Election 2012: Mia Love on track to becoming 1st black Republican woman elected to Congress
A married mother of three, a Mormon and a tea party favorite, Love is the only woman among 11 black Republican House candidates in the November 6 election. She and Vernon Parker, who is running in Arizona, are seen as the most likely winners among nine black GOP challengers.
Republicans, like Love herself, have focused more on her conservative values and agenda than her race.
“We need a party that is diverse based on our issues and not based on simply trying to find greater variety in the complexion,” said Rep. Tim Scott of South Carolina, one of the two black Republicans now in the House.
While Love doesn’t emphasize her race and gender, they are powerful factors in her bid to become a Republican member of Congress. Scott and Allen West of Florida were elected in 2010 as the first black Republicans in Congress since former Rep. J.C. Watts of Oklahoma left in 2003.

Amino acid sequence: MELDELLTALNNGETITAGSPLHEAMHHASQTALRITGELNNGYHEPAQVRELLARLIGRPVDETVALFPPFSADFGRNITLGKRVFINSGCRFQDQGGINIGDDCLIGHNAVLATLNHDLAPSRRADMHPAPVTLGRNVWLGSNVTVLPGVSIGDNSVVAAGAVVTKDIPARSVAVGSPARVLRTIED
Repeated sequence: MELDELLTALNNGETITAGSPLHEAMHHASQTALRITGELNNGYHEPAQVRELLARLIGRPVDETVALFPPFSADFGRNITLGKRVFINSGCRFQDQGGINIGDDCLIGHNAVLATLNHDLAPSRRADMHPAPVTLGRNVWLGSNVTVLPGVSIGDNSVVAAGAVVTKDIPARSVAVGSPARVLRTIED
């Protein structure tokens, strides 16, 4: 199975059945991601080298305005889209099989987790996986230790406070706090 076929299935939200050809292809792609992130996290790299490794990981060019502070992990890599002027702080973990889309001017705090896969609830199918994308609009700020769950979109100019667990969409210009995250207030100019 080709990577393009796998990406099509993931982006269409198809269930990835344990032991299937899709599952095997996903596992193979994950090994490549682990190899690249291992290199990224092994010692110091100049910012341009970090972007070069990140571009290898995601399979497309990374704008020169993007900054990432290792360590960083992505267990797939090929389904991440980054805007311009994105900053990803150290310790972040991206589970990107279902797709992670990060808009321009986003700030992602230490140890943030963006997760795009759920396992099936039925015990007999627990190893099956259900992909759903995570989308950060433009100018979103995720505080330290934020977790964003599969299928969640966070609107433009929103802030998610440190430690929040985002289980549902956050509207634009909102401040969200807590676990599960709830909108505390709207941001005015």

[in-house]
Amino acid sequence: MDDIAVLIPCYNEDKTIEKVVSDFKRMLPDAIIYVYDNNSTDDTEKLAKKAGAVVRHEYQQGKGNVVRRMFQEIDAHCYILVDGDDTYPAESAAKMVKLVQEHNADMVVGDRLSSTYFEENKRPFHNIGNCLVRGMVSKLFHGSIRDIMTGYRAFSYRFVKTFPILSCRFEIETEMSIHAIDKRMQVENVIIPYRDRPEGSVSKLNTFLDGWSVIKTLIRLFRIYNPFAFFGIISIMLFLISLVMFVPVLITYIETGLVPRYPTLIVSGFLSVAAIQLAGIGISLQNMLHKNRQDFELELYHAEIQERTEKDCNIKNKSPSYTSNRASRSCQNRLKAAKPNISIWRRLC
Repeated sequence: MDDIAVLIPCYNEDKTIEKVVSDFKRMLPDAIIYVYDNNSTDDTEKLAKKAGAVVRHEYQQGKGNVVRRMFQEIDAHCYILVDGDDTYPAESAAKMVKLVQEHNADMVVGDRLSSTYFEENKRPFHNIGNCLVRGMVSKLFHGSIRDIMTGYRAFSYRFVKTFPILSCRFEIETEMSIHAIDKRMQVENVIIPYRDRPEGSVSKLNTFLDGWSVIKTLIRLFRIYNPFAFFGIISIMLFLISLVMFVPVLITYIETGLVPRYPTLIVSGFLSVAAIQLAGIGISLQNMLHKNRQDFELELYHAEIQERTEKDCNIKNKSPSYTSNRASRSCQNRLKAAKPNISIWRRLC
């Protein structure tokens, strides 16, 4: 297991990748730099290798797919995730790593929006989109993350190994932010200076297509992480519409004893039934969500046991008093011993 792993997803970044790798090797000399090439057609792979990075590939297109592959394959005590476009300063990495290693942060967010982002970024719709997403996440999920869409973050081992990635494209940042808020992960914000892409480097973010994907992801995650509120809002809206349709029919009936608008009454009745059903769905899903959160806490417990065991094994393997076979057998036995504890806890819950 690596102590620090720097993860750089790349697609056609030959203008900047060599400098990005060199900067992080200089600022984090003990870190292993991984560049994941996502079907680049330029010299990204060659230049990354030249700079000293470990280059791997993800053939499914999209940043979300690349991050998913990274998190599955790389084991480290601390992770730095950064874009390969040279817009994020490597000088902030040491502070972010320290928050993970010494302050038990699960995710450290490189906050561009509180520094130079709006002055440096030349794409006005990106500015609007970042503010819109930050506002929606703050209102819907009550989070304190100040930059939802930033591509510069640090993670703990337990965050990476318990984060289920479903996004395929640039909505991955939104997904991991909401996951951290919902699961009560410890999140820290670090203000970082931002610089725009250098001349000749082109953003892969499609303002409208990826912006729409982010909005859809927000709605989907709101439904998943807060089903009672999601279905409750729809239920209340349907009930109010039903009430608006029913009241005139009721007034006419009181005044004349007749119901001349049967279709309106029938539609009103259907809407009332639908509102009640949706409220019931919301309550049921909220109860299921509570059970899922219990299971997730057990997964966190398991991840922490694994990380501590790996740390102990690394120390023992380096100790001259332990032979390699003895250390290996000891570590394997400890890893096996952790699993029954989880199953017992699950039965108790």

Black Republicans long have been scarce in Congress. Of 26 black Republican House members since 1870, the vast majority served during the post-Civil War Reconstruction days. Scott and West, both tea party favorites, were swept into office as part of the GOP wave in 2010. West faces a tough re-election fight.
Love is getting support in her bid to focus on policies.
It would be a disservice to Love for Republicans to tout her candidacy in racial terms, said Artur Davis, a black former Democratic congressman from Alabama who switched parties and also addressed the GOP convention.